Hospital Orientation

Isn't parenting something? Just when you think you've got it all figured out, your children grow to a new stage in their development, or they get sick, or injured, or are confronted with a million other circumstances that call for a "regrouping" of parenting skills.

Hospitalization is one of the events in a child's life that puts tough demands on parenting. When you learn that Jeffrey must stay in the hospital, you may wonder what your role should be. It's a role that's foreign to many parents, and one that requires attention and practice. It's also a role crucial in its effect on Jeffrey's ability to cope. In a nutshell, you are his parents, and that's what's expected of you in the hospital, just as you expect it of yourself at home. To be his parents. It's important to remember that you are the expert in parenting Jeffrey, more expert in that role than the nurses, or physicians, or child life therapists, or any other of the health professionals that you meet.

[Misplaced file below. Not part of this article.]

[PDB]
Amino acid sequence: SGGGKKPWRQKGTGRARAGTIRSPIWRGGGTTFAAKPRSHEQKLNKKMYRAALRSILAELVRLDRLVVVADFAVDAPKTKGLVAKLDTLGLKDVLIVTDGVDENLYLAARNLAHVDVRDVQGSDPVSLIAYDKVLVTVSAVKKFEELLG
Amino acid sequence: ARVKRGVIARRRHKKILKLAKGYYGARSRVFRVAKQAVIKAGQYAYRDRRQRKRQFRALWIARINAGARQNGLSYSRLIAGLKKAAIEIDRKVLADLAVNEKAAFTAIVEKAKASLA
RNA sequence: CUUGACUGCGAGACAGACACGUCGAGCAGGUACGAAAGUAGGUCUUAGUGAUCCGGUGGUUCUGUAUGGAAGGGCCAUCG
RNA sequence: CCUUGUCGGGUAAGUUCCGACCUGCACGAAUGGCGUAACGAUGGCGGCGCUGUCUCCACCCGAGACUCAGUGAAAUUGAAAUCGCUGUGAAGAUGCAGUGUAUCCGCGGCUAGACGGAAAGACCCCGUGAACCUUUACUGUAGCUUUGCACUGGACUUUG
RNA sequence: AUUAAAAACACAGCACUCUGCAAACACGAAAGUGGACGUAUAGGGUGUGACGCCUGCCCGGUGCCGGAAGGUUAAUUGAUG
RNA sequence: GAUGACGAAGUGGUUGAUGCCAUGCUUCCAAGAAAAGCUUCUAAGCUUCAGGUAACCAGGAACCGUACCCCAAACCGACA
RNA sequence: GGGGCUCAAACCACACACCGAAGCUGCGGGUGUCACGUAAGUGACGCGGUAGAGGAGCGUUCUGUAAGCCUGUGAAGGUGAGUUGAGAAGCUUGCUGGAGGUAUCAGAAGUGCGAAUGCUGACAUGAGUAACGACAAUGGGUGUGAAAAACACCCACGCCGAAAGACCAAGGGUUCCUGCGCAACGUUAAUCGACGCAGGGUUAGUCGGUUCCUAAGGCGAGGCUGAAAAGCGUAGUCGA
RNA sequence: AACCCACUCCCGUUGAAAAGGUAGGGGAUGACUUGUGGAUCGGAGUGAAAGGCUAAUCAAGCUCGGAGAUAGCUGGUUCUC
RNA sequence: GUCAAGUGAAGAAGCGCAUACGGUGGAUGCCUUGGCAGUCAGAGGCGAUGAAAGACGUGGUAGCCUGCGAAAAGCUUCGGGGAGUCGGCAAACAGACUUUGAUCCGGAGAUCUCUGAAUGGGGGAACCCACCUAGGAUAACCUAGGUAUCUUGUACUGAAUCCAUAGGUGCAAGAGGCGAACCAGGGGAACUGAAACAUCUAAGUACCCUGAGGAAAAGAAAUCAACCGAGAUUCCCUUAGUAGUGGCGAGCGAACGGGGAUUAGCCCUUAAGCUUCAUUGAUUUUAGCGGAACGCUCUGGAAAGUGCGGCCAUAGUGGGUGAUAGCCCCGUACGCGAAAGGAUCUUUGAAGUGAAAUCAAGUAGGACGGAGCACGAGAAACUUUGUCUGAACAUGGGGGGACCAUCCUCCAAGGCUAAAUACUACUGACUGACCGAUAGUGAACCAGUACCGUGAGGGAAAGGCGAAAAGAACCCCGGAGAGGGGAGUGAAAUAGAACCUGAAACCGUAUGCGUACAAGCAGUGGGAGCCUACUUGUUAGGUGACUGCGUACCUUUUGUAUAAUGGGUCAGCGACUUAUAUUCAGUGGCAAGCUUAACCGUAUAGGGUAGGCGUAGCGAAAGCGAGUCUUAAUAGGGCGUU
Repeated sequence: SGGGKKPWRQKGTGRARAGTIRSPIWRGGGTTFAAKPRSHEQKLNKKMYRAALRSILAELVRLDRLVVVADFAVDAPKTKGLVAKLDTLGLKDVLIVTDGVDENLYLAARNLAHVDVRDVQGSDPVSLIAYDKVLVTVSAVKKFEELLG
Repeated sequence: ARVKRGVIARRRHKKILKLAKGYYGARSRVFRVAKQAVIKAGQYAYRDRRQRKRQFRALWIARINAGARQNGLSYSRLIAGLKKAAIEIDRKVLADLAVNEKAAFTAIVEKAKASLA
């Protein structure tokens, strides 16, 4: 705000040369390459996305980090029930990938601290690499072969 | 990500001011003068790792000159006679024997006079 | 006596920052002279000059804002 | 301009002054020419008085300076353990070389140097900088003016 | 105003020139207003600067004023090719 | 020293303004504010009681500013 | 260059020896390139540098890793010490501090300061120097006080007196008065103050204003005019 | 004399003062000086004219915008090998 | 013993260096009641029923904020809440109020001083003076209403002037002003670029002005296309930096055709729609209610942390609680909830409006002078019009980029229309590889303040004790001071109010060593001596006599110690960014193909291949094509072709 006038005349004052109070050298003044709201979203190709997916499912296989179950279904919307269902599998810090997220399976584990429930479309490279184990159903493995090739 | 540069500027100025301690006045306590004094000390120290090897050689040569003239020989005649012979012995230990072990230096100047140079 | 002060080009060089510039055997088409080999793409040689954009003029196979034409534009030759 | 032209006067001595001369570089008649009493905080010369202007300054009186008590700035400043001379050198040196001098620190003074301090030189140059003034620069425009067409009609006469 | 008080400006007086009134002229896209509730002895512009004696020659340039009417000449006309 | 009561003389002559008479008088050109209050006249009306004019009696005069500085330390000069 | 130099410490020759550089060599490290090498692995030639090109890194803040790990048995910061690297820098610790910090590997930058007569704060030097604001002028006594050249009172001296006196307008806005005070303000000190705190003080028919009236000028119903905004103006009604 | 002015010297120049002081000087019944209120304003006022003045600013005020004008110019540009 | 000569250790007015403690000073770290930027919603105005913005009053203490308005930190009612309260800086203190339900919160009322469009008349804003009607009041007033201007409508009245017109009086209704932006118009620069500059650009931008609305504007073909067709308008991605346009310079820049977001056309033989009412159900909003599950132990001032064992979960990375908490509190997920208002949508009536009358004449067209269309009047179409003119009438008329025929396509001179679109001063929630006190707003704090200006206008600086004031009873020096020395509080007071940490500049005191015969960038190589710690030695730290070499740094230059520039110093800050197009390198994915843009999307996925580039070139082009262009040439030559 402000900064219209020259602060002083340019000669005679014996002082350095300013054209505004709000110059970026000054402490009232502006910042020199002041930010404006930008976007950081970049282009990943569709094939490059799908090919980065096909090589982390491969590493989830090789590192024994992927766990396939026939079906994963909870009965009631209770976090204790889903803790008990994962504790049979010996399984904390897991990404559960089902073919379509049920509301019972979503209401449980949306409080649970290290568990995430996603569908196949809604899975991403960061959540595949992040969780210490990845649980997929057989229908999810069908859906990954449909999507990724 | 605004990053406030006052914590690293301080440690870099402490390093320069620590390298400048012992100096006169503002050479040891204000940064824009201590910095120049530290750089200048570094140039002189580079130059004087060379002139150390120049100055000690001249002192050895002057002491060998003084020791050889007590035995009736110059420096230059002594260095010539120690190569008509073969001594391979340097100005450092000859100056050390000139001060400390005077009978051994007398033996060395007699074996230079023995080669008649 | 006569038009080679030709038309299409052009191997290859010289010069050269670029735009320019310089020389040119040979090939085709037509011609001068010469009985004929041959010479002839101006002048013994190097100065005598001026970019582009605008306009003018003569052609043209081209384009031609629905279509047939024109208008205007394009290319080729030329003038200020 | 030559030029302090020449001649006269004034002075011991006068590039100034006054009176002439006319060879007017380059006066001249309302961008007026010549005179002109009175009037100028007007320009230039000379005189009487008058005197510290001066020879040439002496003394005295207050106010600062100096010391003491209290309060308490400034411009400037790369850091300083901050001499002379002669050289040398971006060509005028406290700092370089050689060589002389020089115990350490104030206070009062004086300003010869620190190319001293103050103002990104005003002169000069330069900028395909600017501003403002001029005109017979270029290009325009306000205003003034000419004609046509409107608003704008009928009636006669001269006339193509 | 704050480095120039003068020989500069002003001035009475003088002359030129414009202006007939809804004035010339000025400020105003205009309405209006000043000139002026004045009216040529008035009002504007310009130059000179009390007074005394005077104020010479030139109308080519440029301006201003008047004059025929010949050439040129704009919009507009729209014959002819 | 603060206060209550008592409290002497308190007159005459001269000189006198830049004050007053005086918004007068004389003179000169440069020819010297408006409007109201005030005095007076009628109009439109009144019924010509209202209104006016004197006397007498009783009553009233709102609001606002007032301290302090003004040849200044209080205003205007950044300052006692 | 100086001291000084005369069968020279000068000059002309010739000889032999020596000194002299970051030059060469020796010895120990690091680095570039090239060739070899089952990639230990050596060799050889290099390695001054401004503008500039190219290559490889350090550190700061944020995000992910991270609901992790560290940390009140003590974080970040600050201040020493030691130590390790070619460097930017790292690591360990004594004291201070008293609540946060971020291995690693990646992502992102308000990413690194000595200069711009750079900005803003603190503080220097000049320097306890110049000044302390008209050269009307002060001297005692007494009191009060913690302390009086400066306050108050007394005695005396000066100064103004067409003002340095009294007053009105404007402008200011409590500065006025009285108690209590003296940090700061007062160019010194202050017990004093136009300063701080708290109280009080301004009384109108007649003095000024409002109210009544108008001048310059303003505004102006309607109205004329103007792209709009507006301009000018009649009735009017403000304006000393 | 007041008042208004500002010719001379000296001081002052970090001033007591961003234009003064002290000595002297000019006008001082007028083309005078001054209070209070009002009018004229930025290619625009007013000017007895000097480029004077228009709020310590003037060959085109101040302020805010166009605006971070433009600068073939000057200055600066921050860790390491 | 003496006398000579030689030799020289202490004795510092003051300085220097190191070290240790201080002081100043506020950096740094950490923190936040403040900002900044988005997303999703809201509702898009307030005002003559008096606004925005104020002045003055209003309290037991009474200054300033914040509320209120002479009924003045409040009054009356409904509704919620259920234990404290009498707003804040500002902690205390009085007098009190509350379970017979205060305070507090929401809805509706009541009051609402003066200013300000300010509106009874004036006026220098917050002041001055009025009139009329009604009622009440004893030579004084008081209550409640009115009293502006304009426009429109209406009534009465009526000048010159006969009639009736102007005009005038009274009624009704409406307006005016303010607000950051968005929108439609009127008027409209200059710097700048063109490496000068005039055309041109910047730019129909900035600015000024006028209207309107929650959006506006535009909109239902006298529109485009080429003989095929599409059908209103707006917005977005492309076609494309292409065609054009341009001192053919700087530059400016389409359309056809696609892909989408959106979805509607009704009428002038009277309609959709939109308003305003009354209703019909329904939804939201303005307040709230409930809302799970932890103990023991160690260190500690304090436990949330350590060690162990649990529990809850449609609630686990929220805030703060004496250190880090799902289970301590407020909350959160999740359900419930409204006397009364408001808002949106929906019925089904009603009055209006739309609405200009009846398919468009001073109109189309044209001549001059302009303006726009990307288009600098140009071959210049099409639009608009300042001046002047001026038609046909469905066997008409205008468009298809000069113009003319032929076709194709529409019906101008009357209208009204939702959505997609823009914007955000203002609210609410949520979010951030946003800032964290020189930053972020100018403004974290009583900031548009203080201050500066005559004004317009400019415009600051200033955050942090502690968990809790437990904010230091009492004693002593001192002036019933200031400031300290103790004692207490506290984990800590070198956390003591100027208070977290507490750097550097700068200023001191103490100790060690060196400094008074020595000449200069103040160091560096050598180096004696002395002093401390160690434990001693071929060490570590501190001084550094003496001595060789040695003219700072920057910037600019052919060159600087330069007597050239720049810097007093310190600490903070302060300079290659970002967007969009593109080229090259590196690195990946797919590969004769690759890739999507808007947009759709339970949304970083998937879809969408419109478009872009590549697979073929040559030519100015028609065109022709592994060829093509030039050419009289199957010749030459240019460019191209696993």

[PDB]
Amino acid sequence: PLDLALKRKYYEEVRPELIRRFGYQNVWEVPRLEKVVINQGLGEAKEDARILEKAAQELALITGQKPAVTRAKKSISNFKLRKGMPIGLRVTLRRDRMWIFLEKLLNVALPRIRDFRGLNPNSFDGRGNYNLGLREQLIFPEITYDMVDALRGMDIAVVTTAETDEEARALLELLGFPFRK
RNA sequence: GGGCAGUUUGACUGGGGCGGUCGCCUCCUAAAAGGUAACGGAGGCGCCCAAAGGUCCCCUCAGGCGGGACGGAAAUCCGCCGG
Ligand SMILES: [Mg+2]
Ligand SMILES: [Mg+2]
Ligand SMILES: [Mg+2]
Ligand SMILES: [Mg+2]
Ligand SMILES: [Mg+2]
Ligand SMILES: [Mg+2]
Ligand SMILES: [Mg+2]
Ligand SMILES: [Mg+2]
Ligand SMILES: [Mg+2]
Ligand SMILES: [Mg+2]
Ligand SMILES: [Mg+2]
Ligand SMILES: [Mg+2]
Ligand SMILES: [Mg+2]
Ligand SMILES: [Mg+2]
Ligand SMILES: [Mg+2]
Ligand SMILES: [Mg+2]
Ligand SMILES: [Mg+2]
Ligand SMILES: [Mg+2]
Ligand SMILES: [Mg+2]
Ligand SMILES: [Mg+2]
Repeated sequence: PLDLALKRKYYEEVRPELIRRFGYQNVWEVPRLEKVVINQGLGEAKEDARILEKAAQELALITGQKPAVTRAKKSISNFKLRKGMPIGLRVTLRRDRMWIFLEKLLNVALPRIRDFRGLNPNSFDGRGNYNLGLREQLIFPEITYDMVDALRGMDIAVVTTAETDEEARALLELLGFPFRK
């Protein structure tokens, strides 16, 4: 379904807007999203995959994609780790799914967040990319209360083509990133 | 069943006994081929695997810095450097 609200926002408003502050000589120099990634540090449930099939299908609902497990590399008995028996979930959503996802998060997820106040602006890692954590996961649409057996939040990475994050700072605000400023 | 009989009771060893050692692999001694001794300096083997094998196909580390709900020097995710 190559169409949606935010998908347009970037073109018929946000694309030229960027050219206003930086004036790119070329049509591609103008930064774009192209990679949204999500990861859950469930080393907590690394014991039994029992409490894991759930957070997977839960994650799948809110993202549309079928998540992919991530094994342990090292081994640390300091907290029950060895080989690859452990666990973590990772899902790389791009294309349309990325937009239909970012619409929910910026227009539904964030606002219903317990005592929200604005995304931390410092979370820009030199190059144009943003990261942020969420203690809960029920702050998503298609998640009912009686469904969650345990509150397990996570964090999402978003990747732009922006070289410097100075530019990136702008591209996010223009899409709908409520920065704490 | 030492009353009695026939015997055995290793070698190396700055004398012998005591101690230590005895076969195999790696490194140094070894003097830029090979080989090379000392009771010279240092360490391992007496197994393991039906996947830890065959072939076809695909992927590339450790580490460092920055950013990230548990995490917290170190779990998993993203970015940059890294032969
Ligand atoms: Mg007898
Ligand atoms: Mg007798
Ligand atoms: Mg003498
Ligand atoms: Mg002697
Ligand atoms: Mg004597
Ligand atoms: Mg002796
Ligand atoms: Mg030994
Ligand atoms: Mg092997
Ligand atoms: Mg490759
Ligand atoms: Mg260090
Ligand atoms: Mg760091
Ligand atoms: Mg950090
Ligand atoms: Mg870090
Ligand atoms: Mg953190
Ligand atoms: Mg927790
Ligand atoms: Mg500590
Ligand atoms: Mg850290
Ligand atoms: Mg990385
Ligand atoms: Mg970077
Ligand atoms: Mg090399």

In fact, you can help them all to learn about Jeffrey; about what makes him tick, how he comforts himself, and what he understands about what's happening. You serve a crucial function in this parenting role. You are his guide, and the best of all comforters. The nurses consider part of their role to be helping you in this parenting challenge, so don't hesitate to ask for their assistance.

When you bring Amy to the hospital, you may have a myriad of emotional responses. Most parents do. Fear, anger, guilt and sadness are all normal, albeit difficult reactions to her hospitalization. Come to the next page to take a look at some strategies that might help you to deal with those feelings. 


Joan Fleitas, Ed.D., R.N.
Associate Professor of Nursing, Lehman College, CUNY
Bronx, New York 10468

Last updated: November 14, 2004